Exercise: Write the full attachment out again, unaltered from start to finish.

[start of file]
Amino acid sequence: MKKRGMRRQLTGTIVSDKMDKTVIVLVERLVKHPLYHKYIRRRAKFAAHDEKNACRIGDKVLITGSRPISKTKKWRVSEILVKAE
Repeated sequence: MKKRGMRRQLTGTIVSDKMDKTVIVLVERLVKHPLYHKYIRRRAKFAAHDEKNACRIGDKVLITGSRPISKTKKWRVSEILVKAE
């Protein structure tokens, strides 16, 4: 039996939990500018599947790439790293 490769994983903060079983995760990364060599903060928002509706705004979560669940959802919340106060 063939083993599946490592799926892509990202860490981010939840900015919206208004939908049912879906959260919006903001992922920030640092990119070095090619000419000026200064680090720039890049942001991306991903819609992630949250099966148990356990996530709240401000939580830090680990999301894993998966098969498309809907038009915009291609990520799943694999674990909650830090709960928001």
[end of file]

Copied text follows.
Amino acid sequence: MKKRGMRRQLTGTIVSDKMDKTVIVLVERLVKHPLYHKYIRRRAKFAAHDEKNACRIGDKVLITGSRPISKTKKWRVSEILVKAE
Repeated sequence: MKKRGMRRQLTGTIVSDKMDKTVIVLVERLVKHPLYHKYIRRRAKFAAHDEKNACRIGDKVLITGSRPISKTKKWRVSEILVKAE
């Protein structure tokens, strides 16, 4: 039996939990500018599947790439790293 490769994983903060079983995760990364060599903060928002509706705004979560669940959802919340106060 063939083993599946490592799926892509990202860490981010939840900015919206208004939908049912879906959260919006903001992922920030640092990119070095090619000419000026200064680090720039890049942001991306991903819609992630949250099966148990356990996530709240401000939580830090680990999301894993998966098969498309809907038009915009291609990520799943694999674990909650830090709960928001």